Signs of Use
Some possible signs that someone might be using mescaline include:4
- Changes in mood
- Difficulty sleeping
- Flushed skin
- Increased energy levels
- Lack of appetite
- Nausea or vomiting
- Poor coordination
- Presence of drug paraphernalia
Myths & Common Questions
Mescaline is sometimes confused with the Mexican alcoholic beverage mezcal, which, despite drug folklore, is made from agave, not a cactus, and does not contain mescaline. The worm that is sometimes found in a bottle of mezcal does not, as often purported, induce a mescaline high because it does not contain the drug either.
Although mescaline is not a particularly well-known street drug, it holds a special place in drug culture, particularly among psychedelic drug users who may believe that, like magic mushrooms and marijuana, psychedelic cactus are sacred plants and should be revered due to their origination in nature.
As mescaline is often thought of as a “natural” or “safe” substance, users may be less likely to report effects than with “chemical” substances, instead perhaps choosing to manage the effects of the drug without the support of health services.
Tolerance, Dependence, and Withdrawal
There is no current research suggesting that mescaline use leads to physical dependence, psychological dependence, or addiction. Tolerance does take place, however, and tends to occur quite rapidly. Tolerance means that people need to take more of the drug in order to achieve the same effects.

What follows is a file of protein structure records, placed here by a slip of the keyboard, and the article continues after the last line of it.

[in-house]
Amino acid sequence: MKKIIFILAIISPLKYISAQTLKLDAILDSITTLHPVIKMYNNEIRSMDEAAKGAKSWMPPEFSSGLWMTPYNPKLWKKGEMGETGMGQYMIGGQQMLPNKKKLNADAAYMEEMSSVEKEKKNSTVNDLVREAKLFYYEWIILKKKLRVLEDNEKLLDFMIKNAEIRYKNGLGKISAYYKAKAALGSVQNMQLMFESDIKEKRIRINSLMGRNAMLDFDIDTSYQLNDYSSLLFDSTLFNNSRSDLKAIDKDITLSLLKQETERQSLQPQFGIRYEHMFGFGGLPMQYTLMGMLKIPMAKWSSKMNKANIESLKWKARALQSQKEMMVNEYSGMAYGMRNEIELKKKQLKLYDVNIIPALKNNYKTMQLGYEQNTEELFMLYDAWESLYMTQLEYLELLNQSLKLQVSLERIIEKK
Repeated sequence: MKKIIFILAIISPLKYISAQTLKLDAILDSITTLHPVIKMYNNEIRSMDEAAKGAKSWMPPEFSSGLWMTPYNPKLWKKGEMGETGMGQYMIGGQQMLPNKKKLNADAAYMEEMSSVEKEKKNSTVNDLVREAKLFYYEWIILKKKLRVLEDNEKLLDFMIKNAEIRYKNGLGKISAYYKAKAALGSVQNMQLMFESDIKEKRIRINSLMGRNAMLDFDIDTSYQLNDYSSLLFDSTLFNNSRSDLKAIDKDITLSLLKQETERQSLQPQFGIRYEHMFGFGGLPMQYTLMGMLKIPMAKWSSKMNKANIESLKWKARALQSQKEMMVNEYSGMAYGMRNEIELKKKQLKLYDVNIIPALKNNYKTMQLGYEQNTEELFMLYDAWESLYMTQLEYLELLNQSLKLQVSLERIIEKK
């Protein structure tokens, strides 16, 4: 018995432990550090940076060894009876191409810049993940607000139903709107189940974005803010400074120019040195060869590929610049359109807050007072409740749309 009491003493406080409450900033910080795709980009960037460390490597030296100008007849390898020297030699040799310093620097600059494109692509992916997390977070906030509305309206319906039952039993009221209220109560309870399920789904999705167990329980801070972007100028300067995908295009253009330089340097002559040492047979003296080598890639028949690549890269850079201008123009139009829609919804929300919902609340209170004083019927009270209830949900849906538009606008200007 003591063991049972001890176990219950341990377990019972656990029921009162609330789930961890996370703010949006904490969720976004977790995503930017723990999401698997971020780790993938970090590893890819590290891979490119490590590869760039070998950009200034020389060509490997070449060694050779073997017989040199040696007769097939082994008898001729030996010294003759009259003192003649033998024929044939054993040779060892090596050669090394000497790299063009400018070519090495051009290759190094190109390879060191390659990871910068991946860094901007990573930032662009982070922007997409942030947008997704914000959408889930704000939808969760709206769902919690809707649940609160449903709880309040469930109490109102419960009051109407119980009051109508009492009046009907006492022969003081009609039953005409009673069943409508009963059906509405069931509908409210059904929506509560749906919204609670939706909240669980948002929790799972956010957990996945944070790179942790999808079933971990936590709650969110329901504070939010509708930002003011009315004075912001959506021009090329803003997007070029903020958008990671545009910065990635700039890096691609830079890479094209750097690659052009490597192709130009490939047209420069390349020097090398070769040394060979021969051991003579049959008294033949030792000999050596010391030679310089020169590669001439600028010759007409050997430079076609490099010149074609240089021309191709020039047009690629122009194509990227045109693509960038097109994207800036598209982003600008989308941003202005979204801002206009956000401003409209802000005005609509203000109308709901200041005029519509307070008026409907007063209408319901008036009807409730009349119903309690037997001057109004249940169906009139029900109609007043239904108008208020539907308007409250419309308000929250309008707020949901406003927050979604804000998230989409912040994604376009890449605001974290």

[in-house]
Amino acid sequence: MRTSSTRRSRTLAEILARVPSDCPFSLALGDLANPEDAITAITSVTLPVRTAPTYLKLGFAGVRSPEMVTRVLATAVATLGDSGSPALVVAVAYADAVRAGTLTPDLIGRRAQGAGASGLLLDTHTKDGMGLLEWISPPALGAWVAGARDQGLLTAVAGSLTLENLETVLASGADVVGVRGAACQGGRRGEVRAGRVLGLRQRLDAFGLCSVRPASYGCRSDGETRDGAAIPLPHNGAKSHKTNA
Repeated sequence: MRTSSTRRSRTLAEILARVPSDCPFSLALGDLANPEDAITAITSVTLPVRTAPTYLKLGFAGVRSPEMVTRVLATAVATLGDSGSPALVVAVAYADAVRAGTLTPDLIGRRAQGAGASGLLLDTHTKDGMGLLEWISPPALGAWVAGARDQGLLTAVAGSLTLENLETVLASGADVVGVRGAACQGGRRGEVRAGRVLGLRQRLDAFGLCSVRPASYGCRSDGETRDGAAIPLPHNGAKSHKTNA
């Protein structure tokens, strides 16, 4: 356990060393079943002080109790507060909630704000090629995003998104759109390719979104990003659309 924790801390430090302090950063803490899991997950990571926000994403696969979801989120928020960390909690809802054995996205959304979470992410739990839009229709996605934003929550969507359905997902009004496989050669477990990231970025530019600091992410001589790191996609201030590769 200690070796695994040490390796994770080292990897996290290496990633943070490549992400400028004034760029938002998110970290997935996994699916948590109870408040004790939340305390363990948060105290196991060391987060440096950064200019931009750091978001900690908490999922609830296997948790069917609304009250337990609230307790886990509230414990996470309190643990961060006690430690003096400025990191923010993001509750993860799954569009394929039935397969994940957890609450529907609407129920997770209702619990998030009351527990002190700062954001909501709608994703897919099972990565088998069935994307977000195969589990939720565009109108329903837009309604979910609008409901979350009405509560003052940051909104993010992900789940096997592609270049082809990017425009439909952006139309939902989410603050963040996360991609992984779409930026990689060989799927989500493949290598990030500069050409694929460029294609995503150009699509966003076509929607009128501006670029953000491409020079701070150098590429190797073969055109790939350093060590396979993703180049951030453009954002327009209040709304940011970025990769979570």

With repeated use, tolerance can occur in as little as three to six days. Cross-tolerance with other drugs such as LSD and psilocybin may also be possible.
How Long Does Mescaline Stay in Your System?
The amount of time mescaline stays in the system depends on factors such as an individual’s metabolism, hydration levels, body mass, and overall health. Mescaline can be detected in urine for between two to three days but can be detected by hair follicle tests for up to 90 days.5
Mescaline does not appear to be addictive, although further research is needed to determine if addiction is possible.That said, any substance that distorts the user’s perceptions of reality is potentially harmful, as users can more easily misinterpret reality, or have accidents. In terms of toxicity, however, evidence may point to mescaline carrying a lower risk than many other recreational drugs.
Quitting mescaline does not lead to physical symptoms of withdrawal, but people may experience psychological symptoms that lead them to seek out the drug. People sometimes utilize substances such as mescaline to self-medicate, to avoid life’s problems, or to cope with stress. Giving up mescaline use may require addressing underlying psychological issues first.
How to Get Help
Treatment for substance misuse and addiction often involves cognitive-behavioral therapy (CBT), a process that addresses the underlying thought patterns that contribute to maladaptive behaviors. It is not uncommon for a combined approach that includes CBT with individual psychotherapy, group therapy, and support groups.
There are no treatments for mescaline use that are currently approved by the Food and Drug Administration (FDA). Antidepressants, anti-anxiety medications, and other medications may be used to address the symptoms of underlying psychological conditions.